To quote Jaime Augusto Zobel De Ayala, the 8th generation successor of the 184-year old Ayala Group from the Philippines,

“I often remember my uncle Joe’s comment that it was statistically impossible to produce enough highly qualified family members to run the businesses generation after generation. We only have two family members (out of 7 siblings) in the business at this time. My brother and I serve as chairman and president at the holding company and we provide leadership on the boards of the companies within the group. We are involved in the selection of CEO’s and CFO’s, succession, strategic partners and board members. We also participate in major strategic and resource allocation decisions and provide defined leadership through the governance structures of the boards,”

Akin to the spectacular growth of the Ayala Group the past 30 years, the success and growth of an enterprise depends on its ability to attract, motivate, develop and retain outstanding executives who are not kin.  Any business with the intention to continue and grow needs executives with a profile matching the business culture, organization, and strategy (Gallo, 1991; Welch, 2005).

In my nine years of governance work in Asia, I have come across senior generation leaders making critical decisions related to succession planning. Steadily gaining traction is the preference of business owners to fully hand over management responsibility to qualified, non-family executives. The rationale, objectives and advantages are many fold:

  1. They are hired based on talent, industry experience and the value that they can contribute to the organization
  2. They are metric driven and their KPI’s (Key Performance Indicators) are measureable
  3. Their compensation is commensurate to their skills
  4. They are geared to perform on a Quarter to Quarter basis
  5. They look forward to pre agreed incentives and profit sharing arrangements
  6. They are also prepared to resign and assume accountability should they perform below expectations
  7. The engagement is on a professional level and they are driven primarily based on business profitability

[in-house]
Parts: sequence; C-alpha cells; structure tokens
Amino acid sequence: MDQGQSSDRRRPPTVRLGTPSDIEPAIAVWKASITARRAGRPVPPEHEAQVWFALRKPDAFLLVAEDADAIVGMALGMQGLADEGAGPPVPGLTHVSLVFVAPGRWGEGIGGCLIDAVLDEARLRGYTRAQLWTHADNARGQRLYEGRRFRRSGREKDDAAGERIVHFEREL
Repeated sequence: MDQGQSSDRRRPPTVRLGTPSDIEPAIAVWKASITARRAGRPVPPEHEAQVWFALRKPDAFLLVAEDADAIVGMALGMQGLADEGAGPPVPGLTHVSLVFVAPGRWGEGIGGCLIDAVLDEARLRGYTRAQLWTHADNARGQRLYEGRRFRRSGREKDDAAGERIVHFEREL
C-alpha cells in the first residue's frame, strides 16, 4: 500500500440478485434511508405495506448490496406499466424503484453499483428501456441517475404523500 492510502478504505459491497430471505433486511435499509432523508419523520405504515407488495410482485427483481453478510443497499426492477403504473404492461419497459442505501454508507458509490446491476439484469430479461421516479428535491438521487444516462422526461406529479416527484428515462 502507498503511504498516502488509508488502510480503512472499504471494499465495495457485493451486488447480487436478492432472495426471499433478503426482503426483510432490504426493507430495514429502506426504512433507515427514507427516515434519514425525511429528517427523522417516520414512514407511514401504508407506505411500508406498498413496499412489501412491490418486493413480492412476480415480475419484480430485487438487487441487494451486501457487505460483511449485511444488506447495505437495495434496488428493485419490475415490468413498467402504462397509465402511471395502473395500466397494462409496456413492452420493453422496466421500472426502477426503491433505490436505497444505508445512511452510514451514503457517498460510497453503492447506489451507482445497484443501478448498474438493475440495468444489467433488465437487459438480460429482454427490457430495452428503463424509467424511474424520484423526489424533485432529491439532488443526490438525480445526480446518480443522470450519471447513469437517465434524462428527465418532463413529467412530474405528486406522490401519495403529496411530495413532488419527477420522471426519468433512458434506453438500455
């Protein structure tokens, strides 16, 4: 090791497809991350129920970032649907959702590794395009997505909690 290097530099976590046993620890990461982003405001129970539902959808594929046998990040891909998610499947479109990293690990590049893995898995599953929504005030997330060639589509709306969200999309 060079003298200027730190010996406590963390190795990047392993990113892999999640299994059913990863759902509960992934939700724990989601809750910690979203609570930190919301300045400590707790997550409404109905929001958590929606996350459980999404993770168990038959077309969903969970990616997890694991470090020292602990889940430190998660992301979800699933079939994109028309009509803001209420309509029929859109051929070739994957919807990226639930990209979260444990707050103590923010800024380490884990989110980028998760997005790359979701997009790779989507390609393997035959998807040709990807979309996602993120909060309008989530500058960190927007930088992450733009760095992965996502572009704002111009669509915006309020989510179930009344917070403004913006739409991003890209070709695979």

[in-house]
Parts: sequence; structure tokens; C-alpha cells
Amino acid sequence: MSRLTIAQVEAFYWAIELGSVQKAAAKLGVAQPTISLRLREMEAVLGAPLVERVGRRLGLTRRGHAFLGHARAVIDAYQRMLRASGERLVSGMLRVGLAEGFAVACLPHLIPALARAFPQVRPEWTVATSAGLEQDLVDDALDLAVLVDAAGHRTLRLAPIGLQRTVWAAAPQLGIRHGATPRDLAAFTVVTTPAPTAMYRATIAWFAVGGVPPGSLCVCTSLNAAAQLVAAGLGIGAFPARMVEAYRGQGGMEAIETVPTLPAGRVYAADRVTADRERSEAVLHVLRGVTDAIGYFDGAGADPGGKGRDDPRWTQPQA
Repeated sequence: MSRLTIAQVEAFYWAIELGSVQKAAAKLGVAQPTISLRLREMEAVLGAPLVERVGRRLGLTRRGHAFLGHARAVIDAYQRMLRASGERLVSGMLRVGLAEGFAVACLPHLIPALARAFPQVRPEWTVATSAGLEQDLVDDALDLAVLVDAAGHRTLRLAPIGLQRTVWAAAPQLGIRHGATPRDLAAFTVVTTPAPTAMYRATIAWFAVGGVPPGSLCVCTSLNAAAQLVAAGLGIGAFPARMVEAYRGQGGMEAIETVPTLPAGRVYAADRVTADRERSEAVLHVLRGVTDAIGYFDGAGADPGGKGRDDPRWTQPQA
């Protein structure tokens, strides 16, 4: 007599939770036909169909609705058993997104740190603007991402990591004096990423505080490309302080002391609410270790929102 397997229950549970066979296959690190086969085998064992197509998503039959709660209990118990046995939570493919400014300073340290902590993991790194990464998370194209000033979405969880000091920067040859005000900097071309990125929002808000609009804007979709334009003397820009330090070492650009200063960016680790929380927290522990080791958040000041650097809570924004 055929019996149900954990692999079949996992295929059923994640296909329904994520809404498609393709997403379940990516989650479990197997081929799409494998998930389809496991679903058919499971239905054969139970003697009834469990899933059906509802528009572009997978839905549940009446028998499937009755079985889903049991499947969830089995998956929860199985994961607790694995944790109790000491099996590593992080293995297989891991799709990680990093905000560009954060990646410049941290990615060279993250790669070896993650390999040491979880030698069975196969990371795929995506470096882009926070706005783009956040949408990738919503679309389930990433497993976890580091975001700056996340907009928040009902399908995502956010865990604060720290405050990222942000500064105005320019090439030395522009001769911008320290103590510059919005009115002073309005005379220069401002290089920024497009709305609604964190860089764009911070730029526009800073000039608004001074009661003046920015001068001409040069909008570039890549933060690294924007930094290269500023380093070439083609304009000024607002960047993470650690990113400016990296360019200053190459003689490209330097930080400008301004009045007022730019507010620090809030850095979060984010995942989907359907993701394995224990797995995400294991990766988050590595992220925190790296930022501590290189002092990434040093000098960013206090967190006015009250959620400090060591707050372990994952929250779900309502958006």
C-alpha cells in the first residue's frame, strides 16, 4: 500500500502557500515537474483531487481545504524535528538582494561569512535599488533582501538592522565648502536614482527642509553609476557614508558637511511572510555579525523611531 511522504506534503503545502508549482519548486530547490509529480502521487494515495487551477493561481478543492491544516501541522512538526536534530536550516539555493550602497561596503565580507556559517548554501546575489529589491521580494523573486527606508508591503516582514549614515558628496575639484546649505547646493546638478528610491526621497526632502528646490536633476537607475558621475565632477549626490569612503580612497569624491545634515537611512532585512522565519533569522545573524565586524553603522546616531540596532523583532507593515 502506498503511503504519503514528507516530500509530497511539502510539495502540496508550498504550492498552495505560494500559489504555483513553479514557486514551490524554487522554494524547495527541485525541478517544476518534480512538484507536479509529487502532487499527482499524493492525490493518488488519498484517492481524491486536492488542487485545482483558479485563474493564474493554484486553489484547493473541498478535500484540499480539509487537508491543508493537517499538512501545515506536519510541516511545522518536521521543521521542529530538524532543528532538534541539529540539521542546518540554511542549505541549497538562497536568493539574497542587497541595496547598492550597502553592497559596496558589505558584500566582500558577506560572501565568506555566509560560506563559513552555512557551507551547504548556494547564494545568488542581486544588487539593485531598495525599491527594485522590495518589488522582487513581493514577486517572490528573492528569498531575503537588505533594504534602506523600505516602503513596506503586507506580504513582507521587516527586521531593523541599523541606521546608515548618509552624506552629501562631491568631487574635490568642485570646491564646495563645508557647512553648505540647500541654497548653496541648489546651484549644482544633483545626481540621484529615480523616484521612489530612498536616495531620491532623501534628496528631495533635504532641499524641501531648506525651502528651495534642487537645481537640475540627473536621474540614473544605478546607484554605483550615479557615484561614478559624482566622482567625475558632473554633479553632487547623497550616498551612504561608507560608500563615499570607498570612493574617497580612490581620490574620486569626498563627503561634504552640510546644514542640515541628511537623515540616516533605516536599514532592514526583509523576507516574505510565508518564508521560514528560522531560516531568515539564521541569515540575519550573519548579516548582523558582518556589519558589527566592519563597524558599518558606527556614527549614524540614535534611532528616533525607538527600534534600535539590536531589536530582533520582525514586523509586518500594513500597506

8. They have an employment contract that is contingent on performance
  9. Owners look at their employment as an investment rather than a cost driver
  10. Emotion is irrelevant

Are Your Children Really Committed?

Or are they just working to please you?

When every family member is fully committed, it sends a strong message to everyone to put the interests of the family business first before their own. For founders/owners, family member commitment gives them a certain level of self-assurance that the business will be in good hands when the day the formal handover happens (an event like death or illness of the senior leader).

But how do we galvanize family member commitment? That is a tough question that continues to bother business owners especially those whose age ranges 60’s onwards. Here is a couple of disturbing statements coming from the next generation family members (31 and 40-year old) that my firm, W+B Family Business Advisory, researched and polled in 2017.

Next Generation 1

“My parents offered me future ownership even while I was in college. It felt good being an owner but years later I realized that having zero outside work experience became more of a liability. The only consolation I got was because I never went through the difficulty of applying for a job.  There was also less pressure in terms of going to work. But how I wish I had real work experience outside my comfort zone. It’s been a difficult 15 years managing the business with frequent disagreements with papa. It is a wake-up call and this made me realized that at 39, it’s time for me to make a full assessment of whether I am worthy to succeed my father. I am playing catch up by hiring professionals and doing advance courses on areas I am weak at.”

Next Generation 2

“I have the best of both worlds and couldn’t ask for a better job. Of course friends teased me as a COO (Child of Owner) but at 31 years old and managing 450 plus employees, it’s not bad. I also get to enjoy the benefits of a nice salary, an SUV and unlimited travel benefits. My classmates who are employed are still languishing with low salaries. I couldn’t ask for more!”

When they were asked about the following: future growth plans, managing complexities and balancing growth, how to confront the uncertainties of sustaining the business… their reactions showed serious reservations and self-doubt. Collectively, these were generally the responses of more than 100 next generation successors surveyed:

a. If they really have the skills set like their hardworking visionary parents

b. Their continuing struggle in the areas of decision making and people policies

c. Their concerns related to the pressures of expanding the business

d. Balancing the old and the new ways of managing the enterprise

e. Issue of business longevity, co-ownership with siblings, debt issues

f. Potential conflict among siblings that will predictably surface when their visionary father is no longer around